It is not only the developments on the supranational and international or global level towards decision-­making through negotiation that threaten the fulfilment of parliamentary functions and their importance for the establishment of democratic legitimacy. For quite some time, there have been assertions that the German Bundestag has been ‘disempowered’, and even that it ‘disempowered’ itself. In this view, the government negotiates directly with interest groups, announces specific legislation, or even promises it over the head of the Bundes­tag. In policy networks, the executive – the government and its ministerial bureaucracy – cooperates with representatives of the associations and seeks a ‘consensus’. In other words, a solution is sought that reconciles the government’s political goals with the positions of the economic and social forces concerned in order to ensure the acceptance and thus the feasibility of the political decision. The only thing left for the parliament to do is to give ‘the nod’ to the agreement. According to this criticism, it is no longer possible to correct the details. The compromised character and the bartered nature of such bargaining solutions do not allow any part of the package to be challenged without jeopardising it as a whole. Given the logic of the parliamentary system of government, the parliamentary majority does not even have the option of saying no, as this would disavow their own government and lead to a negative image in public. Thus, according to this assertion, the parliamentary ‘Yes’ is enforced without the Bundestag – and thereby without the general public – having been ‘substantially involved in the material decision-­making process’. In addition to the Federal Government, it is replaced by ‘selected negotiating partners’, “who are not included in the context of democratic legitimacy and responsibility of the German Constitution”. The Alliance for Jobs or the so-called nuclear consensus are cited as examples of such neo-corporatist or cooperative structures in the decision-making processes.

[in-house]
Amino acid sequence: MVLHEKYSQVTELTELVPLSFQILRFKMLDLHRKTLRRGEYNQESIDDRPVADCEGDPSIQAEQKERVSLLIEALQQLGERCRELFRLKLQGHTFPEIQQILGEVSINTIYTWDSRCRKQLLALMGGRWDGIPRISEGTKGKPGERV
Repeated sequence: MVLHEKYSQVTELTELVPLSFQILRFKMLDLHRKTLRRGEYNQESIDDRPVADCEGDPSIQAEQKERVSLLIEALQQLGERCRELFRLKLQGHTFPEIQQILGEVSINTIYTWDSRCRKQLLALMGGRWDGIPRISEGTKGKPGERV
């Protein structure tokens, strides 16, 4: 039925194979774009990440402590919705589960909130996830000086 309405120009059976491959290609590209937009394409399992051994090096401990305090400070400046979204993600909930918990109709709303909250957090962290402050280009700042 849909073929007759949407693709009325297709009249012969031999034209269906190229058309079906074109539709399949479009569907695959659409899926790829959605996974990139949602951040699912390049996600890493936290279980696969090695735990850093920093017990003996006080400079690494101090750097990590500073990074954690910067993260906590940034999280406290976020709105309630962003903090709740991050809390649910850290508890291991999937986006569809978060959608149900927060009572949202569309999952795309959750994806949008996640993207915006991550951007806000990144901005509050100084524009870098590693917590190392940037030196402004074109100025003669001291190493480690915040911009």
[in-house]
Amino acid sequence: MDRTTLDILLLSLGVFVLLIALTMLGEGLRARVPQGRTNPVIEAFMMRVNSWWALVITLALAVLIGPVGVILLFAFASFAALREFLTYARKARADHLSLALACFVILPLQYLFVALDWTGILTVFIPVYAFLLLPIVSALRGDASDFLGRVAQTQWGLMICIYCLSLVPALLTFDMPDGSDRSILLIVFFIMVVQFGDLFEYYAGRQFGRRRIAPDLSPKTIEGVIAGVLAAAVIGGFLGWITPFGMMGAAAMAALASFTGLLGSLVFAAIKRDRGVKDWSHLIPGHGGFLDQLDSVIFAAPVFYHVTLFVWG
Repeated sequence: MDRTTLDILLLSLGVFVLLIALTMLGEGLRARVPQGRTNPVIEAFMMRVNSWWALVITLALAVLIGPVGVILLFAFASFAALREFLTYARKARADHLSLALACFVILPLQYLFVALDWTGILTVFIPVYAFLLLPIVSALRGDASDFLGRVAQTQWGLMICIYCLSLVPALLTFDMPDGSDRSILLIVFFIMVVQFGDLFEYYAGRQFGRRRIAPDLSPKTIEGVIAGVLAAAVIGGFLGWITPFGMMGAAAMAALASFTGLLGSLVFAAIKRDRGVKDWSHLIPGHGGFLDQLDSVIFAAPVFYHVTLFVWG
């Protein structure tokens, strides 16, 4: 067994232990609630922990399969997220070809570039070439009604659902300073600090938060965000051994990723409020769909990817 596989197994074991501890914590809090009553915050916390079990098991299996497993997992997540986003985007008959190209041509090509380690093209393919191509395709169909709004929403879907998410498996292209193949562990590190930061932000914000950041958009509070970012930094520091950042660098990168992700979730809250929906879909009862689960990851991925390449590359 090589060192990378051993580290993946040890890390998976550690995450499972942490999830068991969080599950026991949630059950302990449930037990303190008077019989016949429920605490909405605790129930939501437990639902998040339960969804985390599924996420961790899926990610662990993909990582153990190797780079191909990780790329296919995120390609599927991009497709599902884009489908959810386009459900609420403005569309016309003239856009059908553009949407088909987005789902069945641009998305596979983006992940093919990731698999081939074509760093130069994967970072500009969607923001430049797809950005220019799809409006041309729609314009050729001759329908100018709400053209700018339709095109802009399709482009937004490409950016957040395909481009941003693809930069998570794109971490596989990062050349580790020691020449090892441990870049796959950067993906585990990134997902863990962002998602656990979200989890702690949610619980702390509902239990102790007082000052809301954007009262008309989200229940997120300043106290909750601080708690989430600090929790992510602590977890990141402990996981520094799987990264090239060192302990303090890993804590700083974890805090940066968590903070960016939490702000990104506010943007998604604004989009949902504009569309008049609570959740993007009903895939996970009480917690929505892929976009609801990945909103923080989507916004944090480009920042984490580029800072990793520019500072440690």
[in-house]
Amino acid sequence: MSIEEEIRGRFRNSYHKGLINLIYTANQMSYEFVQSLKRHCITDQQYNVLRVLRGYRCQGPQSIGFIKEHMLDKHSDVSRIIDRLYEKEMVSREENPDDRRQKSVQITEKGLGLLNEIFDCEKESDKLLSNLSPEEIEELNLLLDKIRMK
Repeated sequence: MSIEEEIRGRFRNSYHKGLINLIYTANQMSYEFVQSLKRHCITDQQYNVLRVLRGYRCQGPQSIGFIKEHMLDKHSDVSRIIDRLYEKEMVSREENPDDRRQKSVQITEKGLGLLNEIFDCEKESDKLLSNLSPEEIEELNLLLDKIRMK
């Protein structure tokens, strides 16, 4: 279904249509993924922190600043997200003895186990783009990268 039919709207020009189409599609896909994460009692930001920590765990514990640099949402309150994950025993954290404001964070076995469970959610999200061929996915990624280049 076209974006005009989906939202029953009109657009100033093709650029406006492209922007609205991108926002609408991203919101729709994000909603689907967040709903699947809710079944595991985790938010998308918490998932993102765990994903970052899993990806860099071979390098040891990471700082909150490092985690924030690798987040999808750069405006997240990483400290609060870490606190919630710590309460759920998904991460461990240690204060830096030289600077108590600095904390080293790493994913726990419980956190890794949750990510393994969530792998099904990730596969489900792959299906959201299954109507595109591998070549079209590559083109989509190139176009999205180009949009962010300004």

Furthermore, there is the influence of experts. At this point the misgivings about, or criticism of experts, claims that their involvement in the policies of the Federal Government does not primarily serve the purpose of better informing ministers and chancellors, but the goal is rather to find a consensus with their help, and to obtain broader social legitimacy by means of supposedly objective expertise. This development also marginalises the Bundestag, especially if informal advisory bodies are functionalised for the media and the Federal Government promises to meticulously implement their recommendations.

This assessment is apparently based on a misperception of the norms and practices of parliamentary democracy, where the overbalance of the government is desired and required by the system and is strictly dependent on its success. In parliamentarism, a government only lasts as long as it enjoys the trust of the parliamentary parties that support it. It is brought into office to lead politically and thus to ensure that the parliamentary majority is maintained at the next election because it offers convincing policies. In parliamentarism, a government only lasts as long as it enjoys the trust of the parliamentary parties that support it. This goal can only be achieved in close coordination and feedback processes between the Cabinet and the government-carrying parliamentary parties – in other words, in cooperation. However, in the interest of unanimity that the public expects as evidence of a functioning government, these processes understandably and generally take place behind closed doors. If the government wants or has to take a role without concrete back-up, its assertiveness primarily depends on whether it can correctly anticipate the political will of its majority.